Reporter: Parker Slaybaugh
Lynchburg - VA Parts of the City of Lynchburg can be described no other way other than devastated.
Dozens of houses were damaged by trees, and just a day after the storm blew threw, the clean-up began.
Bill Brown lives on Manton Drive in Lynchburg and says he and his family were home when a tree came crashing down on his house. Hours after the tree fell, crews began the reconstruction process.
Much was the same across town.
Roger Williams and his home on Murrell Road in Lynchburg suffered major damage.
"I heard a crash and then a giant boom, and then everything fell through, into the dining room," said Williams.
He says he was about to walk into his dining room when the tree came crashing through the dining room.
"The ceiling was caving in, and I thought it was going to crash, but it didn't," said Williams."
His neighbors, one street over, had damage to their cars.
"My heart is just like beating so fast, it all happened so suddenly," said Tamara Williams, whose car was damaged in the storm.
Williams' car was not the only vehicle in her family that was damaged, her daughter's vehicle faired much worse.
"Hers is totaled; it's just totaled under the tree. That was her sole transportation to and from school," said Williams.
Stories like these stretch all over the Hill City.
Beth Jones drove all the way from Wake Forest, North Carolina to begin the clean-up at her parents' house on Link Road.
"There's a limb sticking through right there," said Jones, as she pointed to a tree limb that crashed inside her house.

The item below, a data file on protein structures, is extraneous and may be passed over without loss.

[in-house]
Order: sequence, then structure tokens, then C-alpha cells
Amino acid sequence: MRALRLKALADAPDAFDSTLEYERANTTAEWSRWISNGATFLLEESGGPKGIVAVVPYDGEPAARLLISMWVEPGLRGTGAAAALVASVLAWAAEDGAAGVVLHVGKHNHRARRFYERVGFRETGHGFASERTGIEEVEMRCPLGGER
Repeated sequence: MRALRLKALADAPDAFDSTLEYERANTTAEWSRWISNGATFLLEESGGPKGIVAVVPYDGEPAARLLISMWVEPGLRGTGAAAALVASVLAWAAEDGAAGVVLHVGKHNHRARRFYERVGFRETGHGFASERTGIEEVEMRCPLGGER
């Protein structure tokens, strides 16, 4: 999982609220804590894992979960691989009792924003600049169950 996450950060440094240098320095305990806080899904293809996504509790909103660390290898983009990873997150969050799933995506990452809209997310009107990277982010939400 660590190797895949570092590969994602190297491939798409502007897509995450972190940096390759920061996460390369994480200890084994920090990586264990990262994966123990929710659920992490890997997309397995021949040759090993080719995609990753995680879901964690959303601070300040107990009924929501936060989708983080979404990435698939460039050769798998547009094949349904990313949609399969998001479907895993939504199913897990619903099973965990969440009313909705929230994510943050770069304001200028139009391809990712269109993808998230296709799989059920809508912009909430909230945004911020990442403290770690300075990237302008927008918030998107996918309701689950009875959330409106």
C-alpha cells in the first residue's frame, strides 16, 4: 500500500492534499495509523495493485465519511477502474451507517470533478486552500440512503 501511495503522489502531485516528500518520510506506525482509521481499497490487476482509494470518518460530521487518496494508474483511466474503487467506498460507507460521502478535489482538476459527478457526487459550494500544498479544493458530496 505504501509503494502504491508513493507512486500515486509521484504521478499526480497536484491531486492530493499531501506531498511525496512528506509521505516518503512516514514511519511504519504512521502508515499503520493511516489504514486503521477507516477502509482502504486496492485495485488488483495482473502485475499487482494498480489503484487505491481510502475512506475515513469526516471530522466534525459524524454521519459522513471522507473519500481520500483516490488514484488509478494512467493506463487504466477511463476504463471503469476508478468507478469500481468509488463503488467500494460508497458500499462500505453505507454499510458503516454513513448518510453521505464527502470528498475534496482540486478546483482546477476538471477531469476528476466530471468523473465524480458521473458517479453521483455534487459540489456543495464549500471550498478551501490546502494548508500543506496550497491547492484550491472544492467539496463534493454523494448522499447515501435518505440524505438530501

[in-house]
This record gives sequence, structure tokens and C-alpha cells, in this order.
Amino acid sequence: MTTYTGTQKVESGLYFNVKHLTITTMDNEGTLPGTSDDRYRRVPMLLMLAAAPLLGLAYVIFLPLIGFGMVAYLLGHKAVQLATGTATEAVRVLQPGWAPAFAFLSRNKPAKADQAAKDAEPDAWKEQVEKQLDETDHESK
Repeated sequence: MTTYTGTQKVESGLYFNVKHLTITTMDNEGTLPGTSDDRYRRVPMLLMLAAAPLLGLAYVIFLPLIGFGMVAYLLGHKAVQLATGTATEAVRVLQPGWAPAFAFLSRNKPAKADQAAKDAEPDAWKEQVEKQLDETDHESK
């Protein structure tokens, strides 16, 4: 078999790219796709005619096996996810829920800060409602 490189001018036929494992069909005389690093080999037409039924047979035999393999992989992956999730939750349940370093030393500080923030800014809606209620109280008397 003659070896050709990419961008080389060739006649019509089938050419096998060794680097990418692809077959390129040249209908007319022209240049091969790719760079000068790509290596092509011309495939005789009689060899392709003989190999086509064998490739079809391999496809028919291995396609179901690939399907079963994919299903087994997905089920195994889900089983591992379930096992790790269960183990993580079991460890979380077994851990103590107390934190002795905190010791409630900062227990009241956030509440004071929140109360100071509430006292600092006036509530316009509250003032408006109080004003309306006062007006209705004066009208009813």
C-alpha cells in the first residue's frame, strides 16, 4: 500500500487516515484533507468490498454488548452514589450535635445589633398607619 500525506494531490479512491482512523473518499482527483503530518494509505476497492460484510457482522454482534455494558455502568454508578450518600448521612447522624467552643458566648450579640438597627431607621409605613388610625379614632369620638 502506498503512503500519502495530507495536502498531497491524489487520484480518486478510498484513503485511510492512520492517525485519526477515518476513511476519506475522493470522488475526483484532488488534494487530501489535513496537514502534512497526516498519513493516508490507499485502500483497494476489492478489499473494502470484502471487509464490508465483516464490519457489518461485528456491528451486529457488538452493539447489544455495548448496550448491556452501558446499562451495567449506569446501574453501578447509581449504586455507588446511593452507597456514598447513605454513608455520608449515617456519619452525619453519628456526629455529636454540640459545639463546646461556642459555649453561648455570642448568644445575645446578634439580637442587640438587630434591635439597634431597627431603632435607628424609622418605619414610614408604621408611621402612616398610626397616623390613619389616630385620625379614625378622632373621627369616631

Her parents were moved to a hotel to escape the dust and heat that now fill their home. Jones credits the strong design of the house for saving her parents from serious injury.
"This house is well over a hundred years old, so they were built to last back then," said Jones.
Homes smashed, roads blocked, and thousands without power was the scene Saturday afternoon.
In situations like this, Police stress the importance of checking on any elderly neighbors.
An elderly couple was trapped inside a house off Link road for hours, until a tree removal service says they began clearing the debris and found the couple scared, but alive.
Police and fire officials also say to treat every downed power line as if it is hot. There are still a lot of downed trees and many trees have power lines tangled in them.
Appalachian Power says never remove debris that's within 10 feet of a downed power line. Its best to just be safe and wait for power crews to remove it.